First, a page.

The Federal Communications Commission has registered its new net neutrality regulations with the Department of Management and Budget, bringing the regulations one step close to being official. The OMB will make the regulations available for comment for 30 days and, if after the 30 day period the OMB issues an approval, the FCC’s net neutrality framework will go into effect 60 days later.
The FCC’s latest attempt to regulate network neutrality comes in the wake of its Internet freedom principles, first articulated in 2005, were eviscerated in court by Comcast in the wake of its having been found to be interfering with P2p networking traffic. Comcast didn’t attack the principles themselves, but rather the FCC’s authority to mandate network neutrality, since that power had never been explicitly granted to the agency by Congress. Years of debate followed, with the FCC eventually giving up on working with Internet and mobile stakeholders and opting to forge its own path based on what the agency believes is sound legal footing.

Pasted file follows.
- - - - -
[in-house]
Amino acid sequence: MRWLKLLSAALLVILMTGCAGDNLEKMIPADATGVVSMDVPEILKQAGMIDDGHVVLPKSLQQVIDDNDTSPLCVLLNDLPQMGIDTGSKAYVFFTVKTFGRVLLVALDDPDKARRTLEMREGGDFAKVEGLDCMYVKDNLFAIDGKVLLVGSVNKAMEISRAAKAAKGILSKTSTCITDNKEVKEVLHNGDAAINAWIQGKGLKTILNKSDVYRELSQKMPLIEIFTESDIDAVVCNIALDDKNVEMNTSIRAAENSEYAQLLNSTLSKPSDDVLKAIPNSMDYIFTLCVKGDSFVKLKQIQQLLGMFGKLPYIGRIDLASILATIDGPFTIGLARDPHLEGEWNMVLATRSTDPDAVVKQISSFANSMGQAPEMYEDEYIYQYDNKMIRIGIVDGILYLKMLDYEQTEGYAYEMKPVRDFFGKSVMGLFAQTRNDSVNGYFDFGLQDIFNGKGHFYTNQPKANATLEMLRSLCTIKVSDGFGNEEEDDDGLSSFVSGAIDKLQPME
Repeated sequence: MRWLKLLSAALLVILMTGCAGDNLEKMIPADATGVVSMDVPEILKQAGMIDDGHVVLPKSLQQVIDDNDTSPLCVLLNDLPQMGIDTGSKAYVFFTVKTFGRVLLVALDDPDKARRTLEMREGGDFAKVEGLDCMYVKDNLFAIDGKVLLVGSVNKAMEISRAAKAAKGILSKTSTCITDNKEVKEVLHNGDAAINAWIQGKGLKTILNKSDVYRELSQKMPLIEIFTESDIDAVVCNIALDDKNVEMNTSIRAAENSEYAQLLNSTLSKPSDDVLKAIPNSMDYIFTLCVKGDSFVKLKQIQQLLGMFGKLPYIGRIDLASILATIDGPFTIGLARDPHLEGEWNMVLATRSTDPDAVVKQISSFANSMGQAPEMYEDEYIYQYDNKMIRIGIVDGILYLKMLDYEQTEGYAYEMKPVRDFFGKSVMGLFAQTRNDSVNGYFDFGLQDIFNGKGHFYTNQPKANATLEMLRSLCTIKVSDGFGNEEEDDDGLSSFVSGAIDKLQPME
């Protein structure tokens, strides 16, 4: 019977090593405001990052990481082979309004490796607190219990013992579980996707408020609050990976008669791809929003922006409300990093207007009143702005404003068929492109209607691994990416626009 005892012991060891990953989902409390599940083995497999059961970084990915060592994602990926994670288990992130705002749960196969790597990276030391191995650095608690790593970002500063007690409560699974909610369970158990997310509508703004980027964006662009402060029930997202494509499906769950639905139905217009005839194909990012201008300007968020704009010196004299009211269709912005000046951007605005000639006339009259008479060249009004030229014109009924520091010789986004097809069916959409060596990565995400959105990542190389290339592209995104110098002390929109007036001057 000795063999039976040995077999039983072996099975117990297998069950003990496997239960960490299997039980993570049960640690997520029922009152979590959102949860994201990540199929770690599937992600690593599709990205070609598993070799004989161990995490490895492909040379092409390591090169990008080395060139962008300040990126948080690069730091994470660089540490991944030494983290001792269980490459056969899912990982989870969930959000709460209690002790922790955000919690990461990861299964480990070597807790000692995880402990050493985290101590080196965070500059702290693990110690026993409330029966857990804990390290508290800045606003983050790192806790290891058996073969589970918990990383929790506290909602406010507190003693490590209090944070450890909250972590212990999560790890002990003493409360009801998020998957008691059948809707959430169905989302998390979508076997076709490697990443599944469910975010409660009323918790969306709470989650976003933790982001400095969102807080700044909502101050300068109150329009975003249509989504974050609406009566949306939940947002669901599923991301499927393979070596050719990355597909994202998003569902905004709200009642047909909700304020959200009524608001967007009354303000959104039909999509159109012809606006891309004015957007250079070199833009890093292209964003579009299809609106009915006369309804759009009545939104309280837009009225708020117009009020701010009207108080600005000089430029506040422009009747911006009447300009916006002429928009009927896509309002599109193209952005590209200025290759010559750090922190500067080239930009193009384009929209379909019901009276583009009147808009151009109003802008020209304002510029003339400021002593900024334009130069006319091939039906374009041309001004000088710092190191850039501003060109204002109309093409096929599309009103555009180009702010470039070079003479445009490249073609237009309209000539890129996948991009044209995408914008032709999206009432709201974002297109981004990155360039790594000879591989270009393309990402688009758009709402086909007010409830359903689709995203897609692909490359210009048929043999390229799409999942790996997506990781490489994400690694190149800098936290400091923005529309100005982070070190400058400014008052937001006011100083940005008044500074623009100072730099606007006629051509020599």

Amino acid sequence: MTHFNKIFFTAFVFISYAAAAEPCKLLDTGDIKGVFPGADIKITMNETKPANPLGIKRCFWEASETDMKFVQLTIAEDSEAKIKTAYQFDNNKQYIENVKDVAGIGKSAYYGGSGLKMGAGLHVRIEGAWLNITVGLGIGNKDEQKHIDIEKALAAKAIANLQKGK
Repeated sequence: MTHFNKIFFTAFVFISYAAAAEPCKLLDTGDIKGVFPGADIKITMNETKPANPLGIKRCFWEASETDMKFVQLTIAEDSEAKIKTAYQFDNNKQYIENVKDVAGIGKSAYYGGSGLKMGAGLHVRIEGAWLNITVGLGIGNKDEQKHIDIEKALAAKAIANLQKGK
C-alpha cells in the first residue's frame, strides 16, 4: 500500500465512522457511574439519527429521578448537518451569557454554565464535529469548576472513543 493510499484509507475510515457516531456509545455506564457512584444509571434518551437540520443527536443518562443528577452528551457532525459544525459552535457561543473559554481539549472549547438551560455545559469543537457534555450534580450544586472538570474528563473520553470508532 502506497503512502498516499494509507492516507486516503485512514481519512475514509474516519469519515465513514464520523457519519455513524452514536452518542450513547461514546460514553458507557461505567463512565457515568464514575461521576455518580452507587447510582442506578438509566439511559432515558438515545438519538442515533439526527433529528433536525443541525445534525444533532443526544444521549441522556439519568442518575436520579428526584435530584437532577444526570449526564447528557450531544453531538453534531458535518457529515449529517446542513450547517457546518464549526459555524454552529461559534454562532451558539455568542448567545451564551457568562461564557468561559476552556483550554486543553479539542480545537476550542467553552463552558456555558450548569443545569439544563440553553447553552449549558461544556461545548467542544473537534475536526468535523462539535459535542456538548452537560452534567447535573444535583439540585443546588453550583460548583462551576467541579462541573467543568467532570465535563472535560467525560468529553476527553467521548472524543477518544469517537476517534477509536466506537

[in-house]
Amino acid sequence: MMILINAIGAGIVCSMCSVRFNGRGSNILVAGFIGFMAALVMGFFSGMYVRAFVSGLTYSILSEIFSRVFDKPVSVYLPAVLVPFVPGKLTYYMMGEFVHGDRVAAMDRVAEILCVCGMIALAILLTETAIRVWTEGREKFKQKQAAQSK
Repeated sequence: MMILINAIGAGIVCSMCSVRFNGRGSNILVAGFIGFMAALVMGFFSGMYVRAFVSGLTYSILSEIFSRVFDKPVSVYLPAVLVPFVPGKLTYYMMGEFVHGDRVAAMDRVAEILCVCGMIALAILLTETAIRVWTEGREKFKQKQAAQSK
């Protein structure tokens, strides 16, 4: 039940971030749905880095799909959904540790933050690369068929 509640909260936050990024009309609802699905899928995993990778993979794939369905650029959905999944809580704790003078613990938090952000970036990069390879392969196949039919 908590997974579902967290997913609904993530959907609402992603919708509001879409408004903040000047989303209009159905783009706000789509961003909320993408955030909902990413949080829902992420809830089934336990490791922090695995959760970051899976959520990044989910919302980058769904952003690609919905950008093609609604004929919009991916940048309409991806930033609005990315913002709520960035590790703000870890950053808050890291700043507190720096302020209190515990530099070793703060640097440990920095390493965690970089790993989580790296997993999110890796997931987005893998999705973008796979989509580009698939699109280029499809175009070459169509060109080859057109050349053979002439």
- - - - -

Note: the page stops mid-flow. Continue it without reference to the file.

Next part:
The FCC’s new regulations enable Internet access providers to largely regulate their networks in any way they see fit, so long as they do so with disclosure and transparency so customers can make informed decision about service. However, the regulations also protect consumers’ ability to use any “lawful” device they want on the Internet, as well as to send and receive any lawful traffic, whilst barring “unreasonable” traffic discrimination on the part of ISPs.
The regulations also enables ISPs to create broadband networks separate from the public Internet that would not be subject to neutrality regulation, and offers mobile operators significant flexibility in how they manage their networks while enshrining a basic no-blocking rule for mobile broadband. The FCC promises to keep a close eye on mobile broadband and enact additional regulation if necessary.
Although the regulations are not yet official, they were immediately challenged by telecom operator Verizon, who argues the FCC still lacks the authority to mandate net neutrality practices. Verizon’s prompt action very likely sets the stage for a significant industry challenge to net neutrality regulation. Comcast has characterized network neutrality as an “engineering” issue, rather than a policy problem, and argues the industry will do a better job self-regulating access rather than being burdened by government regulation.